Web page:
A voice in the haze ruminated about “the financial terrorism” that led to Greece’s economic crisis. An elegant old woman sipped her glass of ouzo, rolled a cigarette, and swiped away the political doomsaying. She had the watchful look of experience. “We will be okay,” she said.
Politics, democracy, philosophy, religion, grafitti and hope are intertwined in this great article about Athens and Greece from James Reeves’s blog, Atlas Minor, which I came across courtesy of Longreads.
Certainly there is a better way to inspire civic engagement than giving voice to fanatics, flirting with fascism, lurching from one humiliation to the next, and allowing very real lives to be destroyed along the way.
In a thoughtful series of sketches accompanied by rich and haunting black and white images, James Reeves reflects on Trump’s ascendancy, democracy, tyranny and nationalism and the economic crisis that continues to ravage Greece.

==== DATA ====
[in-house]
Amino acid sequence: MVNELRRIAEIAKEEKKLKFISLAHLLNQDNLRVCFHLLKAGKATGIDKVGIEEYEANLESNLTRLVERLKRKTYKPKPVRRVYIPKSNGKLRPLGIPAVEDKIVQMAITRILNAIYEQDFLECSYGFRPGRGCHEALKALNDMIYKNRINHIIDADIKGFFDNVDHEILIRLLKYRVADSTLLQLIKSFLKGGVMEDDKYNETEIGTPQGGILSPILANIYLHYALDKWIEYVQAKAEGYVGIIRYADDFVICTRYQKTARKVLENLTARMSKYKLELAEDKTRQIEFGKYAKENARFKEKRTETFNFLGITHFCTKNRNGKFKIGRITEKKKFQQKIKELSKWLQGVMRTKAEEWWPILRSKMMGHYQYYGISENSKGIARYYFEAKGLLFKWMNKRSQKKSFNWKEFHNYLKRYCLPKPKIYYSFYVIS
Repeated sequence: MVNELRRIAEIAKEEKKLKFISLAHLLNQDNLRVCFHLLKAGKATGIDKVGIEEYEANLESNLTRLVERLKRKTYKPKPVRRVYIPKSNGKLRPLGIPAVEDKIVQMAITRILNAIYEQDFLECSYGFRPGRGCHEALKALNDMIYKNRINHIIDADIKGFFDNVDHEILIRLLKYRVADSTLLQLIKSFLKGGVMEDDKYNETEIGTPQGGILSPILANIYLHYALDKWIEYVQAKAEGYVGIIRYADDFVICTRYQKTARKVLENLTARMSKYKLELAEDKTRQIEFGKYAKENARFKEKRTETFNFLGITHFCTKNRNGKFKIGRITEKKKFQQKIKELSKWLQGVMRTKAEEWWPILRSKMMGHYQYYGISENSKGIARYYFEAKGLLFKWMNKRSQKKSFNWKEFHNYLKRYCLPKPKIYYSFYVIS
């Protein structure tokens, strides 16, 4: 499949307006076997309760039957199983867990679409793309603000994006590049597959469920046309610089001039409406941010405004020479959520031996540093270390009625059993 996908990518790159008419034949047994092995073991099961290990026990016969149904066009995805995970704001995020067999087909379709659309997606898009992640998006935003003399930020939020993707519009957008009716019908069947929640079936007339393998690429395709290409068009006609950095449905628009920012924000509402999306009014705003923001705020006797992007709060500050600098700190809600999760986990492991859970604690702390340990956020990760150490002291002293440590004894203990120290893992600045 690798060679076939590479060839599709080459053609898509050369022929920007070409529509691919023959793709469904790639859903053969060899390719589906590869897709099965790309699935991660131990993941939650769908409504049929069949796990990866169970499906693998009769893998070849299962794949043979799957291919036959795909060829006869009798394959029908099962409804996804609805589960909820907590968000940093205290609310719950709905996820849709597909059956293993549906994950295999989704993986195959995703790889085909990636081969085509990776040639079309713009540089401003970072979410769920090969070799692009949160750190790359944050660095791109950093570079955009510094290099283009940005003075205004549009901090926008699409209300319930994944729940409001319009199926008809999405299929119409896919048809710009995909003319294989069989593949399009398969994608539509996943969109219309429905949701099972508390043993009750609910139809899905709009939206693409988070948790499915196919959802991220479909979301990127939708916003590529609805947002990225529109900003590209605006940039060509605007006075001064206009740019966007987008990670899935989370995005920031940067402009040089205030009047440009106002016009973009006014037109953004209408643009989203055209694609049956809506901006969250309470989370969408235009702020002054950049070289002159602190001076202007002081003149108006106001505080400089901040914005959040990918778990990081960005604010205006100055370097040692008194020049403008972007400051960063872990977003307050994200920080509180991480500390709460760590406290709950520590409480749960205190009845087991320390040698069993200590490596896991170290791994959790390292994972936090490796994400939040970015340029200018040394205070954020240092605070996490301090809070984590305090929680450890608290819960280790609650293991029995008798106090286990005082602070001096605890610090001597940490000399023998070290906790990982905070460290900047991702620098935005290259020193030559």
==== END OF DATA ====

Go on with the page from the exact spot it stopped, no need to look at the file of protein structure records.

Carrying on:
At the Agora and Parthenon, in cafes, in orthodox churches and on the streets of Athens Reeves, who is a writer and teacher of philosophy and history, contemplates the pendulum shift from a semi-rational world to one which is more unpredictable and full of anxiety.
Yet in a country where tourists come to view the decayed ruins of ancient democracy and look back in time, Reeves finds a country looking to its future, with optimism and hope expressed in the grafitti on the city’s walls.
Let the streets be a feast of art for all. And if all this comes to pass…everyone who goes out into the street will grow to be a giant and in wisdom, contemplating beauty instead of the present-day streets with their iron books (billboards), where every page has been written on their signs by greed, the lust for mammon, calculated meanness and low obtuseness, all of which soil the soul and offend the eye.
Drawing on the the Biblical metaphor of the fall of Babylon and the writing on the wall as a parallel, Reeves senses the ending of an old world ending and finds himself anxious to return to the US and to participate in what must come next.
A thoughtful, relevant and timely article.